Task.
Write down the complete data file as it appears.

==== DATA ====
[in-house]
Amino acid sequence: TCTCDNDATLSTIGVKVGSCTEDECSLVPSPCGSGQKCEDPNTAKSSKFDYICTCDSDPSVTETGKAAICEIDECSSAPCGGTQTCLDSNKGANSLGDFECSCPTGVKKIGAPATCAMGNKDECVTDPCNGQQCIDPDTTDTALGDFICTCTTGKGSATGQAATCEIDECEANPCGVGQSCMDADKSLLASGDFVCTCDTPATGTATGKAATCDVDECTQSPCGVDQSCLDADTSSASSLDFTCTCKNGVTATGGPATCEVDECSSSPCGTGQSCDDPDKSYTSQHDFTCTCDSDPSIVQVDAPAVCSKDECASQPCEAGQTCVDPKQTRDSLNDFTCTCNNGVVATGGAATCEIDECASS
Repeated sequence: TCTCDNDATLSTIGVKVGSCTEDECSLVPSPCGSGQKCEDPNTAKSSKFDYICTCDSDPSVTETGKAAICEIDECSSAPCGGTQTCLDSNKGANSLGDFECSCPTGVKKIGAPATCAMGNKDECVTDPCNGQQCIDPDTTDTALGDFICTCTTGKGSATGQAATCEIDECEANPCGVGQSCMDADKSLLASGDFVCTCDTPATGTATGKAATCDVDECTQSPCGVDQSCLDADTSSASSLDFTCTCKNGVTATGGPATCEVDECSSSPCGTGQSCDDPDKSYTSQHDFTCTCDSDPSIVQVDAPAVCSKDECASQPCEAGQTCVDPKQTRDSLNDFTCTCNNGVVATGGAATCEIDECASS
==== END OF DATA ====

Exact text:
[in-house]
Amino acid sequence: TCTCDNDATLSTIGVKVGSCTEDECSLVPSPCGSGQKCEDPNTAKSSKFDYICTCDSDPSVTETGKAAICEIDECSSAPCGGTQTCLDSNKGANSLGDFECSCPTGVKKIGAPATCAMGNKDECVTDPCNGQQCIDPDTTDTALGDFICTCTTGKGSATGQAATCEIDECEANPCGVGQSCMDADKSLLASGDFVCTCDTPATGTATGKAATCDVDECTQSPCGVDQSCLDADTSSASSLDFTCTCKNGVTATGGPATCEVDECSSSPCGTGQSCDDPDKSYTSQHDFTCTCDSDPSIVQVDAPAVCSKDECASQPCEAGQTCVDPKQTRDSLNDFTCTCNNGVVATGGAATCEIDECASS
Repeated sequence: TCTCDNDATLSTIGVKVGSCTEDECSLVPSPCGSGQKCEDPNTAKSSKFDYICTCDSDPSVTETGKAAICEIDECSSAPCGGTQTCLDSNKGANSLGDFECSCPTGVKKIGAPATCAMGNKDECVTDPCNGQQCIDPDTTDTALGDFICTCTTGKGSATGQAATCEIDECEANPCGVGQSCMDADKSLLASGDFVCTCDTPATGTATGKAATCDVDECTQSPCGVDQSCLDADTSSASSLDFTCTCKNGVTATGGPATCEVDECSSSPCGTGQSCDDPDKSYTSQHDFTCTCDSDPSIVQVDAPAVCSKDECASQPCEAGQTCVDPKQTRDSLNDFTCTCNNGVVATGGAATCEIDECASS